Results tagged “Sharon McNary”

L.A. County Vaccine I.D. Rules Are So Flexible, Few Get Turned Away

Of the tens of thousands of people that L.A. County is vaccinating at its five drive-through mega-pods and a few walk-up clinics, only a handful are turned away for lack of documentation.

Bringing The Vaccine To High-Risk Farmworkers In Ventura County

California's 200,000 farmworkers are now eligible to get vaccinated against the coronavirus. But getting the vaccine to these essential workers can be difficult given their long work weeks and distance from major vaccine clinics.

The Man Behind LA's Park To Playa Trail: 'Make Parks Where People Are'

David McNeill rode his bike in the gritty oil fields of Baldwin Hills as a kid. Today, he's overseen the transformation of hundreds of acres of brownfields into lush parklands in an areas sorely lacking in recreation places.

Long Beach's Vaccine Gamble Is Paying Off For Frontline Workers

City officials decided to vaccinate as many people as possible with a first dose rather than hold back vaccines for second shots.

Covid Is Everywhere, but Federal Pandemic Relief Cash Flowed Mostly To Big Cities

From $12 per resident up to more than $173, cities got very different allotments of federal CARES Act money to deal with pandemic expenses.

'It Was His Passion' -- The Rustic Cabin Destroyed By The Bobcat Fire

The Bobcat Fire burned 17 of the 81 primitive recreational cabins in Big Santa Anita Canyon, destroying homes that contained generations of family memories. Some families will face a challenge to rebuild.

Where To Get Help With Utility Bills Now (And Maybe $500 From LADWP)

LADWP is offering $500 to low-income households to help with utility and other bills, while other non-city utilities are ramping up debt forgiveness programs.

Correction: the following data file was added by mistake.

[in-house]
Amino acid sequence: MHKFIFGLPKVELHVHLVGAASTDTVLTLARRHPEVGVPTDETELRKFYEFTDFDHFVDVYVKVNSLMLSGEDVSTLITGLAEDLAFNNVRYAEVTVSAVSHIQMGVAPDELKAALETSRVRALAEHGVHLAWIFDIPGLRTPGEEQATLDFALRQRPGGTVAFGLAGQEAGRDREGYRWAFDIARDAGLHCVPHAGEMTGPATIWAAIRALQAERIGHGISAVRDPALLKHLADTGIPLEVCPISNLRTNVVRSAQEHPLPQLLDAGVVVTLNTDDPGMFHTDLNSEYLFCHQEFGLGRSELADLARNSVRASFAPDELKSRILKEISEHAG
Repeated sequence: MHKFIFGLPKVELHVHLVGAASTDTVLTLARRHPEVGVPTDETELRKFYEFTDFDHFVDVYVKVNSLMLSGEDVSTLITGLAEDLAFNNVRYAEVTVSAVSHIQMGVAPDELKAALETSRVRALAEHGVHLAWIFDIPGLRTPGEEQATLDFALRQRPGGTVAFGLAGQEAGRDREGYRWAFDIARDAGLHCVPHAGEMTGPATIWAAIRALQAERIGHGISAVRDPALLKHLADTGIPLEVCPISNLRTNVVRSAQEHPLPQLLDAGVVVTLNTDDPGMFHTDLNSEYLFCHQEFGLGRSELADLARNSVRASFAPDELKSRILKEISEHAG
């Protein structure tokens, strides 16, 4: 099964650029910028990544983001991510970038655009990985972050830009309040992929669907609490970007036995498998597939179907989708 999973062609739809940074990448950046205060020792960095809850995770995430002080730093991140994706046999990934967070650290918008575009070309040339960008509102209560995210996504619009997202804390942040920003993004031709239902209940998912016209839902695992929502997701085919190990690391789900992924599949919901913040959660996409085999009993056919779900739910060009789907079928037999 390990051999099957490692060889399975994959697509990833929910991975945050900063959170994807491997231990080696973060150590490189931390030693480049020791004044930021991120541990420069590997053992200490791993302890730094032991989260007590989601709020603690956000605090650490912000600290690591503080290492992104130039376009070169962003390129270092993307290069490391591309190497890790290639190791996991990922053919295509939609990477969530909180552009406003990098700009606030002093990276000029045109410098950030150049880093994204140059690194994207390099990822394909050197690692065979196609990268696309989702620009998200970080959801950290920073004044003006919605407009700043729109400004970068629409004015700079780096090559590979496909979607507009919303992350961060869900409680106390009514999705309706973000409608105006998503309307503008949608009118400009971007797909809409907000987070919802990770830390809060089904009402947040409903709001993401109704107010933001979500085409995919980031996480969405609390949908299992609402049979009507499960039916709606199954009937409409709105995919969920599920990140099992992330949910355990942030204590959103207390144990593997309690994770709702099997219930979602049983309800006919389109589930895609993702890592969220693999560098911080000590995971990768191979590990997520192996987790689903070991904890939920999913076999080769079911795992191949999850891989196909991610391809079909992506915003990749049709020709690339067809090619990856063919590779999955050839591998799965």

Latino Voters Of Diverse Backgrounds Were Influential For Both Presidential Candidates

Latino voters helped Trump hold Florida and helped Biden flip Arizona, proof that this diverse and growing group of voters has increasing influence nationwide. Their growth is fueled by young people in states like California, Arizona and Texas.

$15 Per Month Internet? What's The Catch?

Nearly 1 million Angelenos don't have access to affordable, reliable internet service, but residents of four public housing communities will soon have service at $15 a month, with the first six months free.

How The Pandemic Is Making Information About Wildfires More Accessible Than Ever Before

Fire agencies had already been experimenting with putting more communications online, but the pandemic pushed them to go all-in with social media and video briefings directly to the public.

Conservation Plus Power Supply May Not Avert Outages

By mid-morning, state energy grid managers had found enough power to avoid running short, projections said.

Holiday Weekend Heat Will Again Stress The Power Grid But Outages Less Likely

This weekend will be just as hot - and Californians will use nearly as much power - as in August when state energy managers used rolling outages to reduce power demand. But outages may be avoided this time.

Your Sneak Peek At SoCal's Newest Landmark

It's colorful, it's flexible, it's a $1.5 billion new bridge that will speed you across the water from Long Beach to Terminal Island.

A Small City Wants To Unload A Leaky Water System, But Regulators Say Not So Fast

Bellflower wanted to sell its aging water system and it found a willing buyer, but the state says the price is so high it will burden consumers far outside Bellflower.

How 'Power Islands' Could Help Keep The Lights On During Shutoffs

When Southern California Edison shuts off the power to keep its lines from starting fires, microgrids that power self-contained homes and business could keep the lights on.